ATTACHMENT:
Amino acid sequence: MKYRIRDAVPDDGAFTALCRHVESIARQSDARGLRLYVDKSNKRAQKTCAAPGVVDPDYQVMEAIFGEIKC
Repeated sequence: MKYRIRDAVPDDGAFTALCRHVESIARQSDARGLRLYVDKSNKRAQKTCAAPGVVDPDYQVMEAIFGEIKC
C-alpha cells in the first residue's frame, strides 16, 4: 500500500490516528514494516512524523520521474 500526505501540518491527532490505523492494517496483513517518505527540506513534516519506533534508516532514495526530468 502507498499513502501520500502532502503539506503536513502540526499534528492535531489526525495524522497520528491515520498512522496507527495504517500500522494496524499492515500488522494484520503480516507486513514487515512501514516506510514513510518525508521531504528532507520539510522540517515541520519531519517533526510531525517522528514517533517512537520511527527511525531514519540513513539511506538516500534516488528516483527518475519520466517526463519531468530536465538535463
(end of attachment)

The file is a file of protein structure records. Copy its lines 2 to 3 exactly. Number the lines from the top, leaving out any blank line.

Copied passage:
Repeated sequence: MKYRIRDAVPDDGAFTALCRHVESIARQSDARGLRLYVDKSNKRAQKTCAAPGVVDPDYQVMEAIFGEIKC
C-alpha cells in the first residue's frame, strides 16, 4: 500500500490516528514494516512524523520521474 500526505501540518491527532490505523492494517496483513517518505527540506513534516519506533534508516532514495526530468 502507498499513502501520500502532502503539506503536513502540526499534528492535531489526525495524522497520528491515520498512522496507527495504517500500522494496524499492515500488522494484520503480516507486513514487515512501514516506510514513510518525508521531504528532507520539510522540517515541520519531519517533526510531525517522528514517533517512537520511527527511525531514519540513513539511506538516500534516488528516483527518475519520466517526463519531468530536465538535463